I think you have to look at the facts, with regard to Captain Bret Crozier and the USN.
- The GOAT (“Greatest of All Time”) was, and is, probably one of the best leaders in the USN, if not the best. He obviously was the best for the job. You don’t get to be Captain of an aircraft carrier making any mistakes or errors of significance in life. None.
- A captain is responsible for everything that happens on board the ship, whether or not he or she has made an error. When things go wrong, like collisions while someone else is on duty and somebody dies, the “would have,” “should have” standard applies. You are removed. You are accountable. We were taught that you can delegate authority, but not responsibility. The Captain knows that, I’m certain.
- It’s highly likely that the GOAT communicated the urgency of the situation to his superior (that’s being reported now). I know it’s an assumption, more than a proven fact. However, I was in the USN and chain-of-command is the way it works. Period. He didn’t only write the letter. He probably did more, and I’m surely convinced on belief that the logs will show that truth.
- Every human being under the authority of a captain is accounted for, daily (and hourly). That is fundamental. Therefore, it is known (or can be determined) where the ship has been, who was off the ship and when they were off and, thus, who may have been in contact with those who were not, if any. Thus, it can be determined when and where exposure may have occurred with reasonable certainty.
- The rate at which sailors were being afflicted would be evident to the Navy corpsmen and doctors, and, of course, communicated to the Captain. There are only so many beds available in the sick bay. Likewise, there are only so many beds available on a ship. The sailors share quarters. They also talk to each other. The doctors and corpsmen probably (I’d say 100%) gave their recommendations to the Captain.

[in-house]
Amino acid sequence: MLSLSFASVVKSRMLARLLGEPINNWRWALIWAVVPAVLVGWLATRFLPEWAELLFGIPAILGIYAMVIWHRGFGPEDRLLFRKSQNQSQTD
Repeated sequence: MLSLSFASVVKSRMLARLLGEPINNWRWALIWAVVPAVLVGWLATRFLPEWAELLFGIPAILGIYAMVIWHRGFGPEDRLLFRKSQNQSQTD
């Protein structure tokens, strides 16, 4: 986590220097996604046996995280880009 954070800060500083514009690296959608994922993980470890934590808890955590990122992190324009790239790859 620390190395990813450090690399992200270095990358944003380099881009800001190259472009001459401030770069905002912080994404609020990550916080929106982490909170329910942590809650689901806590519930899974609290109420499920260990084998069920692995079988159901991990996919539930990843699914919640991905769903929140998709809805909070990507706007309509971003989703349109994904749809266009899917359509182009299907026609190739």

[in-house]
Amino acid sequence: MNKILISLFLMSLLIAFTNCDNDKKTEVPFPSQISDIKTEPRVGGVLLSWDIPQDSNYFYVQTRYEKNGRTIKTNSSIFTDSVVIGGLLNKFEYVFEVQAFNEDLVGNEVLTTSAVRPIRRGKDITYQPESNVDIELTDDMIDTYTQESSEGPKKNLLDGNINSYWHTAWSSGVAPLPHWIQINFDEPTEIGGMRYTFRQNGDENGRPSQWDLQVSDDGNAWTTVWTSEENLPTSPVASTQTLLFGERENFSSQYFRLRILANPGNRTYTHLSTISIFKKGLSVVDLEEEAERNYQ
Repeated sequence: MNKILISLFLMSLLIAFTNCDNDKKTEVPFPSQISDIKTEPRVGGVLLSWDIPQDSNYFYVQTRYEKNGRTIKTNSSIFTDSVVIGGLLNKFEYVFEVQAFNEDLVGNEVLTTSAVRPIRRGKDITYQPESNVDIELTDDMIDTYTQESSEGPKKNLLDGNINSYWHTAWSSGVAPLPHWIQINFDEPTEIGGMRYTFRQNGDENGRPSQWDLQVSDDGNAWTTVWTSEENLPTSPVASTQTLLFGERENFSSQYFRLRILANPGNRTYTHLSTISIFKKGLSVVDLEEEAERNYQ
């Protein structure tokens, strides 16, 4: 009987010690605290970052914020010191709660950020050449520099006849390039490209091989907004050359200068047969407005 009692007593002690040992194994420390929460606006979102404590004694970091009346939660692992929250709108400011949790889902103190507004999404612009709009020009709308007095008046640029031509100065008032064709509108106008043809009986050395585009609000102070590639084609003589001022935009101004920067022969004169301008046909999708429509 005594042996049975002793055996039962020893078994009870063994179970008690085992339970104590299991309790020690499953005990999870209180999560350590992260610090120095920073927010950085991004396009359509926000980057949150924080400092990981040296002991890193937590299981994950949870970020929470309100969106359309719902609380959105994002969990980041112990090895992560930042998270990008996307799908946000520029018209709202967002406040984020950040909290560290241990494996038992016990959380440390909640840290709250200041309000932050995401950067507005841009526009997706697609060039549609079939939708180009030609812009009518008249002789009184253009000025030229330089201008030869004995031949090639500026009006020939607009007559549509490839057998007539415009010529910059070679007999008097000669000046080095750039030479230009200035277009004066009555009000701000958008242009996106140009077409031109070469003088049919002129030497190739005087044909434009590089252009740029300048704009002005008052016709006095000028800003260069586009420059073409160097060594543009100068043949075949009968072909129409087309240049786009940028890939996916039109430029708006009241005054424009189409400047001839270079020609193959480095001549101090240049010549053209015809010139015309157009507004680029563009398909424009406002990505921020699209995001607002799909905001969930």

My guess is that the Captain let a Rear Admiral know and was awaiting a decision and directions via electronic media and personal official voice communication — the chain-of-command. The Captain may have made a recommendation on the course of action he needed, in his position of authority. It was obviously drafted and sent through channels, on official letterhead. If he’s the kind of leader I believe him to be. I’d put money on it that he did. (I just read the letter in its entirety. He did).
Obviously, the Commander-in-Chief would have had to have been informed. Now, whether a decision was made or there was a failure to timely respond with directions or an order, I don’t know. I’d suspect it was not the latter, i.e., that he failed to follow an order.
I heard what the Commander-in-Chief said and felt about the civilian ship that was off the coast of San Francisco. And, unlike many of us, the president has not served. All I can say is that there is a certain view of reality one gets when one’s ass is on the line.
I’m speculating there was a significant failure of leadership at some level above the Captain. One’s authority and power to direct include one fact: to not decide what to do is, nevertheless, a decision — an indecisive act.
That goes along with the principle a great leader lives by: You can delegate authority, but you cannot delegate responsibility. So, you must ask yourself, Who is ultimately responsible?
So, it’s very simple: the Captain was the sacrificial “goat,” figuratively. There are two goats that are brought to the sacrificial alter. The scapegoat gets to escape death and is let go (or so the Bible says) into the political wilderness. The other goat is sacrificed for the sins of the people. Thrown into the fire, that goat is burned alive (i.e., “fired”). It’s in the Bible.
It is not without significance that Captain Crozier is called the “GOAT”. The Captain sacrificed his career, and thus, his professional life. He was tracking to become a Rear Admiral (the person to whom a captain reports). Probably one of the best.
What we’ve been told is that the Captain failed to follow protocol. By that, I think we’re being told that he was supposed to do nothing until told what to do. He probably wasn’t told to not say anything about what was happening on the ship. Even if he was, he wasn’t told the sailors couldn’t communicate with those outside of the USN. And, if he wasn’t given any instruction on what to do he alone faced a moral dilemma.
His situation was urgent. Imagine, for a moment, a ship leaking and sinking. Knowing at the rate of leaking, in a matter of time sailors were already in the water, going to drown. Where were the life preservers?
Well, all you have to do is listen to the sailors chants of support for the actions taken. They know the truth: the man saved their ass in all probability and sacrificed his career and professional life.
He’s a true hero and to be Admired. That’s true courage.